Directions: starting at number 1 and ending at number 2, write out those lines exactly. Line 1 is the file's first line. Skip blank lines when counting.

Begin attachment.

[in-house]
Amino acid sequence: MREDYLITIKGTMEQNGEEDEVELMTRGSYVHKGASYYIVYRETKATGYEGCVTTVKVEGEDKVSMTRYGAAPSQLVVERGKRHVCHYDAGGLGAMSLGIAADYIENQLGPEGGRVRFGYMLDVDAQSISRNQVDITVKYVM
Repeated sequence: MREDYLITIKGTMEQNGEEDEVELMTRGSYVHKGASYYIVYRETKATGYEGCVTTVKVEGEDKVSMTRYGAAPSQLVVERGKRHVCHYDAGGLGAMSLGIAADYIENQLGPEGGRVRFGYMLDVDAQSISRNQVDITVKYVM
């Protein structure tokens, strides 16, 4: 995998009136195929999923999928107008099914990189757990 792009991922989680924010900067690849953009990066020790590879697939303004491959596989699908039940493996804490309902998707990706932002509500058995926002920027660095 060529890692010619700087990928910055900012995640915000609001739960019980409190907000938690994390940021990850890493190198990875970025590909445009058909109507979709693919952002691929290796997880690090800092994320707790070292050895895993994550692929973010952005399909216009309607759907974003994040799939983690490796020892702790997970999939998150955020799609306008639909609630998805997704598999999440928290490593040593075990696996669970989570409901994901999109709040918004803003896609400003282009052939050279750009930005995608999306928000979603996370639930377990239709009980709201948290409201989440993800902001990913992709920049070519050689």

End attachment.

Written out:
[in-house]
Amino acid sequence: MREDYLITIKGTMEQNGEEDEVELMTRGSYVHKGASYYIVYRETKATGYEGCVTTVKVEGEDKVSMTRYGAAPSQLVVERGKRHVCHYDAGGLGAMSLGIAADYIENQLGPEGGRVRFGYMLDVDAQSISRNQVDITVKYVM